BTGuard is a Canadian VPN with servers located across North America, Europe, and Asia.
Fun fact: the “BT” part in BTGuard stands for BitTorrent – so we’re expecting good torrent support!
The company touts 10Gbit servers and unlimited download speeds. Combine that with a BitTorrent Proxy service, and BTGuard seems like a solid offering.
Of course, we have to find out for ourselves.
BTGuard VPN Pros
Torrenting Policy: Yup, they give you the green light
BTGuard offers two deals: BitTorrent proxy ($9.79 a month) and their VPN service.
We’re happy to tell you that they, in fact, support your torrenting behavior. BTGuard anonymizes your downloads and is also compatible with Vuze and uTorrent.
Want to check out what other VPNs support your torrenting activities? We recommend these VPNs.
Payment Methods: Yes to Bitcoin
Clients can pay through PayPal, credit card, and Bitcoin.
Nice to see Bitcoin in there – plenty of options here, and with bitcoin, options that keep your personal details off of the payment slips.
Sign-Up Process: Pretty straightforward
The signup process for BTGuard is relatively easy.
Simply head to their website and click the “Join” tab then choose the VPN option. Remember to double check you’re clicking the right service since their BitTorrent service is just above the VPN button.
After you’ve done that, type your account details in the respective boxes.
Click “Continue” and you will be led to the payment screen.
After this, you pick which software you need for the system you’re currently on. In our case, it was Windows 10. Instructions on how to set the VPN up will appear.
If you’re a Windows 10 user, you have to go to your Network settings and choose the “Add a VPN connection.”
Click the save button.
Then go back to your browser to download the final step.
Hit the download link then extract the files. Double click on DisableIPv6.reg to run the program.
Once you’ve accomplished this, you’re all set! A bit more complicated than a custom software VPN, but the integration into Windows 10 is nice.
Logging Policy: No-log policy
BTGuard will not keep track of your usage log and will ask for your permission first before sharing any of your data with other companies.
BTGuard VPN Neutral Points
Product Interface: So early 2000s
BTGuard’s website is dark with its predominantly black color palette, and sleek font type – we’ll be honest, it feels a bit too edgy in tone; think early 2000s hacker culture. Still, the overall design is good.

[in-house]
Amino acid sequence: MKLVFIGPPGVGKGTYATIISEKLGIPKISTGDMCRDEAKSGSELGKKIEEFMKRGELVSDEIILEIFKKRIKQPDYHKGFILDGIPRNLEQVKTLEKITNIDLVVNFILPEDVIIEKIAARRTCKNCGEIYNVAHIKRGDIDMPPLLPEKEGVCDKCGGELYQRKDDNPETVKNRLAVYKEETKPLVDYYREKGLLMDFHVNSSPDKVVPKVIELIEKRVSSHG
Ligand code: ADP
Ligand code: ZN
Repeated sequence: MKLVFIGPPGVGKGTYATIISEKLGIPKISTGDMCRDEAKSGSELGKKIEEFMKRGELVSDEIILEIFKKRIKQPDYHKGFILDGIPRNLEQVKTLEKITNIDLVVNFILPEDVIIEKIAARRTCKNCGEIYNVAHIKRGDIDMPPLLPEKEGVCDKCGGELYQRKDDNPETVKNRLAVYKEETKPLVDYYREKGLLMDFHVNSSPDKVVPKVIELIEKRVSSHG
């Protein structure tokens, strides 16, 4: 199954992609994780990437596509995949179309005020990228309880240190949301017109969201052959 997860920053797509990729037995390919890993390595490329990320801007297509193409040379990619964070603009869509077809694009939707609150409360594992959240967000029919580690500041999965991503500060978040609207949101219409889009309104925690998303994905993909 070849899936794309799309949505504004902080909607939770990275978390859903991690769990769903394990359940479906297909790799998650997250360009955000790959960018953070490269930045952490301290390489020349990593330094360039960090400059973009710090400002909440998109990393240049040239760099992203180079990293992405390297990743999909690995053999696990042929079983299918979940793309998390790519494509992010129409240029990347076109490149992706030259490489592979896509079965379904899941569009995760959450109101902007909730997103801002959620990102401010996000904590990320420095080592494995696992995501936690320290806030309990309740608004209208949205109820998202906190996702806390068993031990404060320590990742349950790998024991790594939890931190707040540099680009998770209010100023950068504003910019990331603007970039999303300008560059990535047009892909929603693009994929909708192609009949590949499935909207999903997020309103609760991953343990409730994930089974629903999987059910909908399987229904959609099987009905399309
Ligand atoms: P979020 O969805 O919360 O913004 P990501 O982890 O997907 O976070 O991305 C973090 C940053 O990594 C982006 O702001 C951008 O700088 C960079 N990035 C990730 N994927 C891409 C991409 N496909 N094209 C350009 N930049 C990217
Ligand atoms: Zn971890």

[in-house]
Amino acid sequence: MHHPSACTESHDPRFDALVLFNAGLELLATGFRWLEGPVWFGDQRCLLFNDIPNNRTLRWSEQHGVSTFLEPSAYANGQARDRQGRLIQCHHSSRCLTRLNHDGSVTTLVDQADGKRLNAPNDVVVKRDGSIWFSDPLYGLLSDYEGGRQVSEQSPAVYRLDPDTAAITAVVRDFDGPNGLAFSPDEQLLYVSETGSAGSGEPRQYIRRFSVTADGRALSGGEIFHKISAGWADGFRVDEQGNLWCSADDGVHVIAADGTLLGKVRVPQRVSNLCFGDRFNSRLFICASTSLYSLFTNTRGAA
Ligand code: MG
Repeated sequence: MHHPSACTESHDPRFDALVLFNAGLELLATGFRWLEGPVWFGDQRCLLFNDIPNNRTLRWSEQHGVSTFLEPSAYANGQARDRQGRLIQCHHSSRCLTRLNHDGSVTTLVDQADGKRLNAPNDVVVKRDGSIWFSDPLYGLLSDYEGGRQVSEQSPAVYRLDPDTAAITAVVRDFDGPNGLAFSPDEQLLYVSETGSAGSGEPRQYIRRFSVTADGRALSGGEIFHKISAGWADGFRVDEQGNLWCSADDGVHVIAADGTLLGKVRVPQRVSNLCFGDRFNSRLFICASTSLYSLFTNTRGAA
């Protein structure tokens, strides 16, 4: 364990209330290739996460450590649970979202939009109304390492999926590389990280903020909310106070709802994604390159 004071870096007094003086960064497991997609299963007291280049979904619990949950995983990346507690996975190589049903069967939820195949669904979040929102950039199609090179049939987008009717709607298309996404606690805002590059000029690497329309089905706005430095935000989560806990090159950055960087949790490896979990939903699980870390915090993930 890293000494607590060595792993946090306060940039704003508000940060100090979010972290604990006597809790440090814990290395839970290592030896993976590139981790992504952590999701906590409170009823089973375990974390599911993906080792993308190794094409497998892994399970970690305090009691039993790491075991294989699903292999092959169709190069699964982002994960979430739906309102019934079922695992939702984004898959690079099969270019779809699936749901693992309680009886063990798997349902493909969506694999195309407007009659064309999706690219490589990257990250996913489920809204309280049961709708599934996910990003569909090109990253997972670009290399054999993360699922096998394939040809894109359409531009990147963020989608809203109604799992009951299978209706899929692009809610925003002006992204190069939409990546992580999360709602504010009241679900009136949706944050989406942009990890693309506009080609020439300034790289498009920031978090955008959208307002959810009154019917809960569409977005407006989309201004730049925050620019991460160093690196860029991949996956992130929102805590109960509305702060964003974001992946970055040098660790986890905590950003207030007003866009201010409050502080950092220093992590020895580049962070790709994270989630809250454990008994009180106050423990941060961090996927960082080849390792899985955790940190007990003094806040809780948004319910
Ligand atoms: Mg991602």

This kind of early 2000s look is a predominant theme throughout the entire product.
Device Compatibility: Basics are good to go
BTGuard’s VPN supports most common devices, and it’ll come as no surprise that the likes of Windows, Mac, Android, iOS, and Linux are supported.
Their knowledge base states that you can use the VPN on as many devices in as many locations as your heart desires, which is great to hear – most VPNs limit users to 5 devices.
Note, however, that sharing your account with other people, may see your account terminated if the VPN sees your location regularly varying.
Encryption and Protocols: Standard procedure
BTGuard uses the AES-256 encryption type, the good military-grade stuff.
As for protocols, they use OpenVPN and PPTP, with OpenVPN being the golden standard. Still, we’ve seen other VPNs offer plenty more choice for advanced users, so don’t consider us overly impressed here.
BTGuard VPN Cons
Servers and Locations: Three to tango
The networks they are offering are located in just 3 countries; Canada, the Netherlands, and Singapore. This increases the risks of connection loss if a user is far from any of these servers.
We do hope they expand soon, though!
VPN Speed and Performance: Deplorable
BTGuard’s performance is a huge red flag. It’s so bad that we can count it in our top worst performing VPNs.
We believe BTGuard positioned themselves primarily as a proxy for people who torrent… although it doesn’t seem optimized at all.
Netflix Test: Say hello to the black screen
Hello, black screen, my old friend.
I’ve come to tell you again; this VPN doesn’t let you access Netflix. Sad, sad times.